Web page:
The New York Times reports this morning that HHS Secretary Michael Leavitt will soon be traveling to Switzerland and the Netherlands to see first-hand how those countries' health-care systems--which achieve universal coverage through, more or less, a mandate-and-subsidize approach similar to the one proposed in the Senate by Ron Wyden and Bob Bennett--actually function in practice.
I'm still trying to wrap my mind around the audacity of the fake press briefing FEMA staged last Tuesday, in which agency reps, pretending to be reporters, lobbed softball questions at Deputy Administrator Harvey Johnson, allowing him to ramble on and on about the greatness of FEMA's response to the California wildfires.
I normally love Michigan's Carl Levin, the simultaneously hard-assed and endearingly grandfatherly Iraq expert in the Senate (here's a link to his coos-of-appreciation-inducing Time award as one of "America's Best Senators"!). The Iraq measures he's introduced this year, often with Rhode Islander Jack Reed, have always been smart -- they keep a strict focus on the desired outcome, withdrawal, while resisting pressure to buck the political and technical realities of how that's going to happen. But he needs a new p.r. guy.
The first big scandal confronting Rudy Giuliani in his presidential quest has nothing to do with his personal life, his governing style in New York City, or his associations with people such as Bernie Kerik, his police commissioner now under criminal investigation.No, it has to do with Rudy's heresy as a Yankees fan: In hot pursuit of votes in next January's New Hampshire primary, Giuliani declared that, because of his preference for the American League, he was rooting for the Red Sox in the World Series.
At a town hall meeting in Exeter, New Hampshire, last month, local resident Bob Roughsedge introduced Rudy Giuliani as “the next mayor of the United States.” No one tittered or spoke up. Afterward, Roughsedge wasn’t even aware of the slip, and Giuliani, who is usually quick to correct, did not seem aware of it either. Maybe that’s because Giuliani is actually running to be mayor of the United States. Giuliani is selling himself to voters on the basis of his service as New York’s mayor. He is arguing that he has the kind of administrative experience that would prepare him to be president.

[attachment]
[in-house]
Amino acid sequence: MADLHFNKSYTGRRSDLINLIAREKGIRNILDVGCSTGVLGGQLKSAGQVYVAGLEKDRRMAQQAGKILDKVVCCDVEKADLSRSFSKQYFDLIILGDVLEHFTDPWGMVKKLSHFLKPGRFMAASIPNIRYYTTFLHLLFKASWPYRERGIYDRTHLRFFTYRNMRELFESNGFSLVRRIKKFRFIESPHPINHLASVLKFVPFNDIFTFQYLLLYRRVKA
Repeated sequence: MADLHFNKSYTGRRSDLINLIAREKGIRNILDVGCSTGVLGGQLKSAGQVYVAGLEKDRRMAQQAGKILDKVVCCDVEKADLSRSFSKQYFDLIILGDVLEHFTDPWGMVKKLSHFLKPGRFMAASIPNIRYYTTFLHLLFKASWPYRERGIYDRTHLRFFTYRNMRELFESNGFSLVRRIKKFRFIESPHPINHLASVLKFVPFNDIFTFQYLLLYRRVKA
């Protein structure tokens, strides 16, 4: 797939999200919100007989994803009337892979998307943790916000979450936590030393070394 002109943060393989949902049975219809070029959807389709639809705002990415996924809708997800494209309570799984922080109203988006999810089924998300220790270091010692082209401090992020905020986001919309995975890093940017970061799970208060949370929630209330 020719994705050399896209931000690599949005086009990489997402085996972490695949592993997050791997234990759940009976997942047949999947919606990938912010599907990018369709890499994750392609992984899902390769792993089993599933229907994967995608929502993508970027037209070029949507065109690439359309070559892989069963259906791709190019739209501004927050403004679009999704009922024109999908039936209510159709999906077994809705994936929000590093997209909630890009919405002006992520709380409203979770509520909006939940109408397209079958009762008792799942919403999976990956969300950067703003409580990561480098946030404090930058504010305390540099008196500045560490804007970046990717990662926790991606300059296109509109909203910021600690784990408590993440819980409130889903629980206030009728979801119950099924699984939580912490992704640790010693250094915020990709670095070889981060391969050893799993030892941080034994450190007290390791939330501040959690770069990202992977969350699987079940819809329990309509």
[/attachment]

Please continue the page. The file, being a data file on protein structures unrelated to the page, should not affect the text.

At his recent Judiciary Committee confirmation hearing, would-be attorney general Michael Mukasey sounded at times positively Alberto Gonzales-like. Pressed on whether waterboarding, an interrogation technique in which interrogators strap the subject to a plank and pour water over his face to create the sensation of drowning, counts as torture, he hemmed and hawed: "I don’t know what’s involved in the technique.
That L.A. Times piece Mike linked to earlier had a couple more useful nuggets. First, a theory of Hillary's support that sounds both interesting and plausible: "When he talks about representing change, women who are considering Hillary look at him and say, If this is about change, she represents greater change than you do, simply by being a woman," [pollster Dick] Bennett said.
I didn't know much about the Internet in Russia, and whatever I knew I learned from an intoxicatingly brilliant Harvard student named Anton Troianovski who spent part of this past summer interning at The New Republic. For the rest of the summer, he was in Moscow as an intern for the Washington Post, pursuing what is also his senior thesis subject: how the regime controls the web and conspires to control it more.
Last Friday, Karl Rove appeared at Regent University to defend the Bush administration's record in fighting terrorism. The Washington Post reports: An interesting moment came when Cleland accused President Bush of not capturing Osama bin Laden because he was distracted by Iraq. "We let him go up in the Tora Bora mountains. We blew it," Cleland said, directing his remark to Rove. "The U.S. military and U.S. intelligence agencies made every effort possible to get Osama bin Laden," an irked Rove responded.
The Annapolis conference is set for November 4-6, and -- sad to say -- no one yet knows who exactly will show up. Of course, no one knows how the sessions will end up either. And, if truth be told, no one even knows what will be discussed.Poor Condi Rice has ordered up a multi-hundred page reprise of what happened at previous important junctures in the failed history of the peace process. This is a silly exercise for some junior foreign service officer to waste the next days reading. Everybody knows the basic narrative: the Arabs show up and are intransigent; the Israelis are squeezed; the